Nutrient limitation increases CO2-dependent sensitivity of C-isotopic fractionation in Protoceratium reticulatum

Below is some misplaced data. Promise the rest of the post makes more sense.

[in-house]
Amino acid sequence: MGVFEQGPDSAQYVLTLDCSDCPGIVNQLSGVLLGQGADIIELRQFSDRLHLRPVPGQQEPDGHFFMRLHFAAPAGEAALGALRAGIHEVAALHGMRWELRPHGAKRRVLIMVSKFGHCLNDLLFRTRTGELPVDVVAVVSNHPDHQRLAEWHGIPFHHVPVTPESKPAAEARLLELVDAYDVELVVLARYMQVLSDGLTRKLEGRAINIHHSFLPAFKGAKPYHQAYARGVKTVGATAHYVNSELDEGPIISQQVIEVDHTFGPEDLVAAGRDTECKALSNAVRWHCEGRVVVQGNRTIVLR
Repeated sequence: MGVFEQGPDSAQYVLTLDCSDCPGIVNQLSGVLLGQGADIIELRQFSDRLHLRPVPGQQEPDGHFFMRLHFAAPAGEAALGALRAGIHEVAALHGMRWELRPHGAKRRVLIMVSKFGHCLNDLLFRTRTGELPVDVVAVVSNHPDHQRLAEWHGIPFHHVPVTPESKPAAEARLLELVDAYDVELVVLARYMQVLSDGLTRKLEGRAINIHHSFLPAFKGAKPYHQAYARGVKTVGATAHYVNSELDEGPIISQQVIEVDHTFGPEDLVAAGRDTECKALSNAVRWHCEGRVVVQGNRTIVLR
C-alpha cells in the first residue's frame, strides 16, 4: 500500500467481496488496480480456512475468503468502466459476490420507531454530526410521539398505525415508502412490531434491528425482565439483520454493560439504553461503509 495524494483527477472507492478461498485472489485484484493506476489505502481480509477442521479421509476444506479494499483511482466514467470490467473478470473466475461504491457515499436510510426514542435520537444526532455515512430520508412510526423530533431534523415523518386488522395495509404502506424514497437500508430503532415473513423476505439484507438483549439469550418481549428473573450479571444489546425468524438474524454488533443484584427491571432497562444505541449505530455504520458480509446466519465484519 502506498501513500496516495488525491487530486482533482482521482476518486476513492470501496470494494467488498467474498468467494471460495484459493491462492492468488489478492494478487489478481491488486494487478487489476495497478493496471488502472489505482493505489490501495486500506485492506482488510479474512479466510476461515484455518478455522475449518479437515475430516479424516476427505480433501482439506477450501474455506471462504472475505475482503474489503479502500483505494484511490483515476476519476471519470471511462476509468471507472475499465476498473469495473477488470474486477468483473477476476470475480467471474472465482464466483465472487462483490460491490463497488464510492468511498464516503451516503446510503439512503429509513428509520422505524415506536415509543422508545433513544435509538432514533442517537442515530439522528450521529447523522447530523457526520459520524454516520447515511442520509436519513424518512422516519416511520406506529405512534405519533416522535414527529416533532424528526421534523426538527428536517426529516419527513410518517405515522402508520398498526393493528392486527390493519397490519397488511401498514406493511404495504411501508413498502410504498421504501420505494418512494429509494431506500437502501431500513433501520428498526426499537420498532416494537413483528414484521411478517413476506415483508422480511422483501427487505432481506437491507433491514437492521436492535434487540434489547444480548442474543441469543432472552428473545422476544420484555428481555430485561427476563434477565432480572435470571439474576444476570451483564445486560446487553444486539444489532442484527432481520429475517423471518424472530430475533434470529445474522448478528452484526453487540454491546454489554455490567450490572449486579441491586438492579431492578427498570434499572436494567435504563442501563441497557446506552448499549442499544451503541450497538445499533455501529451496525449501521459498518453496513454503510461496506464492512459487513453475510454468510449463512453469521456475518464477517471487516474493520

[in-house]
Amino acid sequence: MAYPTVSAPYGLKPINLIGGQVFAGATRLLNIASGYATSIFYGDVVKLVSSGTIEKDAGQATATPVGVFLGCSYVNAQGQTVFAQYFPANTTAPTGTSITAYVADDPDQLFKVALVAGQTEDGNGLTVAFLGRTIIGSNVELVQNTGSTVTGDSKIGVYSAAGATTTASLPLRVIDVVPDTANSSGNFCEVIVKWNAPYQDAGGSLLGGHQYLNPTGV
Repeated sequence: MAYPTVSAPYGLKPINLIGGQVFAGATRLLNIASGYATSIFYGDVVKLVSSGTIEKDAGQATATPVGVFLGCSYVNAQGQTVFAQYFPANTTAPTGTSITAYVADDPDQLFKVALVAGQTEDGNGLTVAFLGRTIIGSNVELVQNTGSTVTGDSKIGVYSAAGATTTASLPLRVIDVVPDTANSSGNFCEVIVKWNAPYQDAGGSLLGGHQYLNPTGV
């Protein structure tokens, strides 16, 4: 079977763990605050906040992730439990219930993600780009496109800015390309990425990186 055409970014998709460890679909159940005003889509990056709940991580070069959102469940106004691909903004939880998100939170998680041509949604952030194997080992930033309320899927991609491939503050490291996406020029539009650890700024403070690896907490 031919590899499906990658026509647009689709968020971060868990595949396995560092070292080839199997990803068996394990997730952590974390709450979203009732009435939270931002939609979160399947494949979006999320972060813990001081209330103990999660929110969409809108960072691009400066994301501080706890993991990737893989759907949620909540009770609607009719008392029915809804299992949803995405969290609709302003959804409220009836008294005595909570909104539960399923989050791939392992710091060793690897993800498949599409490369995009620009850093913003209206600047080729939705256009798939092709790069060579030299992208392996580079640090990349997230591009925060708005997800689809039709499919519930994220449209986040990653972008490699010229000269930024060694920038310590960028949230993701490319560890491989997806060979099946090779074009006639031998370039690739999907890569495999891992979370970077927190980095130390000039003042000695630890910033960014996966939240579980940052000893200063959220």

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Stable carbon isotope fractionation (εp) of marine phytoplankton is influenced by aqueous carbon dioxide concentrations ([CO2(aq)]), cell morphology and metabolic pathways, which can further be influenced by environmental parameters, such as nutrient limitation. Increases in pCO2 levels, and duo-limitation of nitrogen (N) and phosphorus (P) from strengthening of ocean stratification, are two of the predicted consequences of a changing climate due to anthropogenic fossil fuel consumption. In this study, we investigate Protoceratum reticulatum, an ecologically, economically and palaeo-environmentally significant yessotoxin-producing dinoflagellate, under representations of past (180 µatm), modern (400 µatm) and projected (1000 µatm) pCO2 levels, in combination with limitation of essential nutrients N and P. Growth responses, internal stoichiometry, toxin production, and εpwere all analysed for singular effects of nutrient and pCO2, as well as the interaction between treatments. Toxin contents were independent of pCO2 under nutrient replete treatments, but showed a negative correlation with pCO2 under nutrient limitation. Highest toxin contents were found under nutrient limiting conditions at the lowest pCO2 . Growth rates(µ) remained independent of nutrient limitation, and all growth response parameters (growth rate and population biovolume) were optimised around present day levels. PON and POP quota and production all decreased under nutrient limitation, and more so for the low CO2 treatments. All nutrient ratios increased significantly with nutrient limitation, and caused deviations to the constant intracellular elemental stoichiometry that was otherwise maintained under nutrient replete treatments. POC quota and production, despite increasing under nutrient limtitation, maintained a constant relationship with stable carbon isotope fractionation for both nutrient treatments. εp remained strongly CO2-dependent for both nutrient treatments,with significant increases in εp values observed under nutrient limitation. CO2-dependent sensitivity of εp also increased under nutrient limitation, indicating potential changes in carbon species use and/or possible changes related to leakage. We found εp to be largely unaffected by µ, but largely influenced by POC content and pCO2, and indirectly influenced by nutrient limitation, which could suggest changes in CCM mode or decrease in CCM functioning under nutrient limiting conditions. The potential increase in carbon fixation under nutrient limited conditions at high levels of pCO2, in conjuction with increased intracellular carbon contents and changes in internal stoichiometry are likely to impact on oceanic carbon cycling of the biological pump, potentially altering the ocean’s capacity to buffer carbon. The strong CO2-dependency of 13C fractionation, even at low pCO2 levels, indicates a predominant diffusive uptake of CO2 by P. reticulatum under both nutrient replete and nutrient limiting conditions. This, along with the increased CO2-dependent sensitivity of εp under nutrient limiting conditions, provides potential for use of P. reticulatum in the running for a fossilized dinoflagellate CO2 proxy. However, additional experiments should test for strain-specific inorganic carbon uptake mechanisms, as well as directly testing possible offsets that might occur for 13C values between cells and cysts.